And way cheaper than buying in store!!Jan 4, 2012 at 4:19 am #1819506
@nihilist_voyagerLocale: Down the Rabbit Hole!
Save some trees friend, and put that paper towel away next time you make your jerky. Little bits of fat on the ends of your jerky dry out nice and fine, they have a similar(ish) texture to the dried meat and are sopping with your tasty marinade! I may be in the deep south but I'll tell you what, that fat tastes mighty good! Plus, if you're actually taking it backpacking, that's like a solid hunk of quick energy. Fat is good!! If you're just making jerky for fun, then yes, it's definitely healthier to sop up that fat, but that's good stuff when out on long trips.
I don't know how it effects shelf life. Probably negatively, but as previously mentioned, good jerky won't sit there long anyway.
Also, increase you jerky's unfrozen life with a couple silica packets (like you find in the corporate jerky), they soak up moisture to prevent aging and bacteria growth on those fine pieces of meat we all love. Freeze till the big day, toss a packet in while they thaw to deal with those moisture issues, and if you don't eat it all before you get to the trailhead, switch out the packet after they've thawed to deal with any problems while you're out.Jan 4, 2012 at 5:45 am #1819522
Diane… I'm lucky that I live in the province of Ontario. I'm in the Southern part so there are lots of opportunities for purchasing such things.
I can buy fresh rabbit at the grocery store. I am able to get elk, ostrich and emu in a nearby city at their Farmers Market. From the stands I can buy direct from the farmer. Kangaroo, deer and organics are bought at a place called Dearsley's which is just about 20 minutes down the road. What they have depends entirely on chance… except for the organic beef and organic Mennonite pork. Witteveens sells bison and it is only a tiny bit more expensive than good quality beef and about the same price as organic beef. There is also another shop that sells things like elk, deer and caribou and it is about 1 hour and 1/2 from here. We only stop there if we are heading back from that section of the Bruce Trail for a hike.
It's not as easy as going to the grocery store but it can be worth the effort. To put it in perspective, here is a blog post someone made about Dearsley's Crackers Field Trip
You might try google for your area. Search for a particular meat or an Eat Local type of website that lists these kinds of things.Jan 4, 2012 at 6:28 am #1819542
Bison SHOULD be more money than beef. Even considerably more. Why? Because of supply and demand. Since Bison are raised differently than beef – they take longer to mature for one – and they cannot use the same antibiotics, etc…it takes longer to get to market. In the US the demand for the leaner meat is very high, hence why ground Bison is $8 to 9 a lb versus $5 to 6 for a lean all natural or organic beef.
In a couple years the ramped up supply of Bison will lower prices though – but the ranchers have to get them ready first.Jan 12, 2012 at 7:46 pm #1824062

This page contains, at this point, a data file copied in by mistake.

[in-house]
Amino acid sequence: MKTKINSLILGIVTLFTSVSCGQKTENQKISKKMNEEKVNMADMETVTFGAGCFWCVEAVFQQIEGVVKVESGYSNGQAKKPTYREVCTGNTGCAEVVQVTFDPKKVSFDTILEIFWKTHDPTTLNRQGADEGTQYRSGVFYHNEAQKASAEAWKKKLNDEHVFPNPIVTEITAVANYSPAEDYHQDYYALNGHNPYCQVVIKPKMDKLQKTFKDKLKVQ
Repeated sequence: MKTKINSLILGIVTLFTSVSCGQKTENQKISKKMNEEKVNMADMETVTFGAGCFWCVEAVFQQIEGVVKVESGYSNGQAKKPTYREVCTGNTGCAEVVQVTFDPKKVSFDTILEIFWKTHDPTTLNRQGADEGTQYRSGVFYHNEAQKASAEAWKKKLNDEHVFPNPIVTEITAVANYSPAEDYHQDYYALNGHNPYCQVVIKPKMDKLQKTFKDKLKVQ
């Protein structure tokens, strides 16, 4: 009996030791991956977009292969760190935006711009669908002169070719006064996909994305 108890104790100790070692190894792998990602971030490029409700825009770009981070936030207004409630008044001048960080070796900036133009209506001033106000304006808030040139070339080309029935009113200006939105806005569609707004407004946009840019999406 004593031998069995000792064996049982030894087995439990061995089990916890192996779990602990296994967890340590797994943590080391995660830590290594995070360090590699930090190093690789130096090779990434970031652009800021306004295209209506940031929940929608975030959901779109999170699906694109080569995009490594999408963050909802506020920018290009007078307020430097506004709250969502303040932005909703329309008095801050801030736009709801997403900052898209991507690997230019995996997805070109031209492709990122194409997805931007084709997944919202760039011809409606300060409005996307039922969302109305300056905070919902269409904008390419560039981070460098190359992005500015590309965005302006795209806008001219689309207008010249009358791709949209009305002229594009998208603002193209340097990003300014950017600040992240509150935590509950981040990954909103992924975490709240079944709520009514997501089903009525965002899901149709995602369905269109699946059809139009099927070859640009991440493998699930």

Here is another vote for london broil. I have made a fair bit of jerky over the years and recently did a three meat three marinade test in order to work out for our tastes which cut is superior. I pitted humble (and humbly priced) london broil against chuck steak and skirt. We were amazed that skirt was dry and tasteless as compared to london broil in all three marinades. The chuck steak fell in the middle but not worth the price.
Our favorite recipe (Spicy Beer) so far can be found here: http://thefoodaddicts.com/foodbuzz-24×24-homemade-beef-jerky/ One suggestion I have is switch out the pathetically tasteless light lager with a proper beer that tastes like beer. A nice stout or porter is a fine choice. My recommendation is Old Rasputin http://beeradvocate.com/beer/profile/112/412Jan 13, 2012 at 7:51 am #1824208
<del></del>Jan 14, 2012 at 4:51 pm #1824776
Great thread. I just made some jerky for the first time out of top sirloin (its dehydrating right now). How thick do you usually slice/cut the meat for dehydrating?Jan 14, 2012 at 6:08 pm #1824811
@ngatelLocale: Southern California
I am thinking about moving away from pre-packaged backpacking foods. Any recommendations on one of these appliances?Jan 14, 2012 at 6:26 pm #1824829
@b-g-2-2Locale: Silicon Valley
Nick, some of the ladies are more expert on dehydrators, and they may chime in here. The typical recommendation is for a Nesco FD-75 or one of its close cousins. Many of those can be purchased for $50-$75.
I use an ancient Snackmaster, maybe thirty years old. It has its fan and heater underneath the stack of food trays. I do an overhaul on it every 10-15 years. You know, new plugs and points.
If you are mostly interested in meat jerky, your best bet is to slice it cross-grain as thinly as possible. If you slice it too thickly, the outside surfaces will dry to the point of being crispy, and the center may still be underdone.
There are many types of dehydrated food which are cheap and easy to buy. However, there are many other types which are not, so that is what I do at home.